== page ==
Marshall Plan


A relief package put together by the United States to help Europe in the aftermath of World War II and to prevent the spread of Communism.

The United States offered up to $20 billion, but only if the European nations could together draw up a rational plan on how the aid would be used. For the first time, they would have to act as a single economic unit; they would have to co-operate with each other. Marshall also offered aid to the Soviet Union and its allies in eastern Europe, but Stalin denounced the program as a trick and refused to participate. The Russian rejection probably made passage of the measure through Congress possible.

The Marshall Plan also benefited the American economy. The money was used to buy goods from the United States, and they had to be shipped across the Atlantic on American merchant vessels. By 1953 the United States had pumped in $13 billion, and Europe was standing on its feet again. Moreover, the Plan included West Germany, which was thus reintegrated into the European community.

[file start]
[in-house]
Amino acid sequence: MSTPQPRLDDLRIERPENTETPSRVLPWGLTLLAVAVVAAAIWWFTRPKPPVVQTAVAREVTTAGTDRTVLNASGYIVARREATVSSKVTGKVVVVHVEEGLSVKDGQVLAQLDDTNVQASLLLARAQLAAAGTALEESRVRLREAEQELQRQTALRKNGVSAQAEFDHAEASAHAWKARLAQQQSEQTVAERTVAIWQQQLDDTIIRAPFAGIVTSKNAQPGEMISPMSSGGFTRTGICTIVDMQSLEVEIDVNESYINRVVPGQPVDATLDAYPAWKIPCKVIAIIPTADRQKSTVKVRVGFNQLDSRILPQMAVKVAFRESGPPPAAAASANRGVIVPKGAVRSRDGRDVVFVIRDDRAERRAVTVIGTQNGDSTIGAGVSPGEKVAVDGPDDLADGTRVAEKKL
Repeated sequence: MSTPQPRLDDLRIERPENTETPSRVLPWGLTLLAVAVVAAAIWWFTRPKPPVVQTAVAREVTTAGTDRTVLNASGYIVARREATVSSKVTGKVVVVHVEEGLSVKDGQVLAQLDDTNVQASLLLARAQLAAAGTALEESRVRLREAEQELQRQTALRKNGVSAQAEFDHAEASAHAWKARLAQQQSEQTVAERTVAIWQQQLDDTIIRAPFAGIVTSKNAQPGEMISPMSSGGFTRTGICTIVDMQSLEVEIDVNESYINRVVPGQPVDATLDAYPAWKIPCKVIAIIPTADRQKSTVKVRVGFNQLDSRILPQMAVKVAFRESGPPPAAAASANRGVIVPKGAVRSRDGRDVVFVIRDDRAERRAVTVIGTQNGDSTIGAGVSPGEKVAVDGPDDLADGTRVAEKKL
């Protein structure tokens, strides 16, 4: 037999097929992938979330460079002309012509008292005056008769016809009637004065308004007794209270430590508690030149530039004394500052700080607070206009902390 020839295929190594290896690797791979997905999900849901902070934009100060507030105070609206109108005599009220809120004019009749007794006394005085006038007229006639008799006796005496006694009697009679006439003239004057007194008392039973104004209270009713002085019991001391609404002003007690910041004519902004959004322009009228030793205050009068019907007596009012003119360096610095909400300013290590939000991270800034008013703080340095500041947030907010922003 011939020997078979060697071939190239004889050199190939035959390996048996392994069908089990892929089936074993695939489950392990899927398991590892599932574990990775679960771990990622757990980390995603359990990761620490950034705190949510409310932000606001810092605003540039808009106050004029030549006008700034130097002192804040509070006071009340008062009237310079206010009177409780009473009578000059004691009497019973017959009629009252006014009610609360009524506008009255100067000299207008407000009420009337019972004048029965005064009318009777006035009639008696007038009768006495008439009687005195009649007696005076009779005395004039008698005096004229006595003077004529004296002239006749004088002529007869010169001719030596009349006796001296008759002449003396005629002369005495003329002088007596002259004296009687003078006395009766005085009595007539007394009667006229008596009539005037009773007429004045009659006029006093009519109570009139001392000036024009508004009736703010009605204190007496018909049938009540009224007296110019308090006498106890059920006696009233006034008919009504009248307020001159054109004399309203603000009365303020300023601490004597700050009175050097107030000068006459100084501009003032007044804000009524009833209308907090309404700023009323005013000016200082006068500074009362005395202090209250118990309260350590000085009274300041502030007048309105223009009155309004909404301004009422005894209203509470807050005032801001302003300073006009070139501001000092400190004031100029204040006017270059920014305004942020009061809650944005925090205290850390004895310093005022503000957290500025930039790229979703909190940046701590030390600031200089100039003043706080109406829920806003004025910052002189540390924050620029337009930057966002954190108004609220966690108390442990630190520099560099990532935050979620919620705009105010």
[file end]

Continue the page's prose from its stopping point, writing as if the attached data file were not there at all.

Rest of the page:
The Marshall Plan led to the Schuman Plan, which in turn led to Euratom, then the European Coal and Steel Community and the European Economic Community.


See also George Marshall